Also, as per s.44, relieving of one joint promisor by the promisee will not automatically free others from the liability. This liability devolves upon the legal representatives of the promisor after his death. Also, under the contracts of indemnity and guarantee, the indemnity holder and surety is answerable to default made by the promisor.

So, an indemnity holder is entitled to recover all the monies and costs incurred by him under the contract of indemnity from the promisor. The liability of a surety is co-extensive with that of the principal debtor. When the surety pays monies owed by the principal debtor to the creditor, he assumes the position of the creditor.

In the case of Kidar Lall Seal & Anr v. Hari Lall Seal[5], the Supreme Court held that the right to contribution as between co-mortgagors is governed by sections 82 and 92 of the Transfer of Property Act not by S.43 of the Indian Contract Act. It is based on the principal that, when there is a special law dealing with a matter operation of general law is excluded.

Under the Indian Partnership Act, 1932

Section 10 of the Indian Partnership Act a partner of the firm shall indemnify the firm for its losses caused by the fraud committed by him. And vice versa a partner shall be indemnified by the firm in case of any individual loss sustained by him during business under s.13(e) of the Act.

Section 25 of the Act says that a partner is jointly and severally liable along with all other partners for an act done by the firm. The liability of the firm is co-extensive with that of a partner in case of any injury caused to a third party by such partner during his normal conduct of business.

In the case of Income Tax Officer, Agra v. Radha Krishnan[6], the Respondent was one of the partners in a firm. The Income Tax officer while assessing and determining the shares of each partner sought to recover the unpaid tax of another partner, attributable to the Respondent.

Supreme Court held that all the contractual obligations entered by a firm are enforceable jointly and severally against the partner. But the liability under a statute is an exception since it is not arising from any contract. If the statute has not made it enforceable jointly and severally against the partners, then the authorities cannot impose it upon them.

Under Law of Torts

When two or more persons had a duty to take care which they failed to perform and then causes an injury to a third person, there is a joint tort, and they are jointly and severally liable. They are joint tortfeasors, and the plaintiff has a right to proceed against any one or all of them. This is called Composite Negligence under the common law. Contributory negligence occurs when the injured party has himself contributed towards the accident, which means there was negligence on his part as well.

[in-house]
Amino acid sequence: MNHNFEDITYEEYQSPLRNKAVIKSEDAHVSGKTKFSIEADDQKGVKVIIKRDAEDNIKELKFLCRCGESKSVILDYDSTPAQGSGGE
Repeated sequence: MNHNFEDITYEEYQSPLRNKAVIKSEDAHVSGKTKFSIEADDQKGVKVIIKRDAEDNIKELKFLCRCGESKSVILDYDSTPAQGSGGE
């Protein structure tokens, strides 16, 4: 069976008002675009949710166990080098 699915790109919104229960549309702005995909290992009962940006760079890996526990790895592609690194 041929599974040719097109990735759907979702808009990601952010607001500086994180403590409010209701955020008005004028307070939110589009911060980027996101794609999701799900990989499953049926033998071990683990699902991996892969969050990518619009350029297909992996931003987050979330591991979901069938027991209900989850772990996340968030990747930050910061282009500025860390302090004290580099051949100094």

In the case of T.O Anthony v. Karvarnan[7], the Supreme Court held that in case of composite negligence there is no need to establish the extent of responsibility of each wrongdoer by the Plaintiff nor it is necessary to the court to determine the amount of responsibility of joint tortfeasors. But in the case of contributory negligence the claim of the plaintiff cannot be rejected merely because there was an element of negligence in his part too.

Therefore, in cases of such Contributory Negligence only claimed amount can be reduced (proportionate to the negligence owed by the claimant) and the other party still stands liable. In this case an injury was caused to the appellant owing to his own negligence and of first Respondent. The tribunal fixed that their contribution of negligence towards such an accident is 50% each and fixed the compensation amount accordingly. The Supreme Court in an appeal filed held that the contributory negligence of the appellant was only 25%, therefore only such amount can be reduced.

In the case of Pawan Kumar & Anr v. M/S Harikishan Dass Mohanlal & Ors[8], a boy was died, and another person was severally injured due to an accident caused by a jeep and a truck. The truck fled from the scene and was declared untraceable. In a suit for damages, High Court apportioned the damages payable by the truck and jeep as 70% and 30% respectively. In an appeal the Supreme court held that the drivers of jeep and truck are jointly and severally liable for the incident and the claimant can proceed against any of them at his option.


The theory of joint and several liability is an important in Common Law. This principle allows the injured party to proceed against any one of the wrongdoers so that he would not be shuttled between the parties at fault. But at the same time, it gives the paying parties a right to demand contribution from non-paying parties. Here no party must carry the burden of the another. That is why most systems and laws fix the liability as joint and several.

  1. (2001) 3 SCC 673
  2. AIR 1977 SC 109
  3. AIR 1965 SC 1718
  4. 1979 AIR 1214, 1979 SCC (3) 150
  5. 1952 AIR 47, 1952 SCR 179
  6. 1968 AIR 46, 1967 SCR (3) 821
  7. (2008) 3 SCC 748
  8. (2014) 3 SCC 590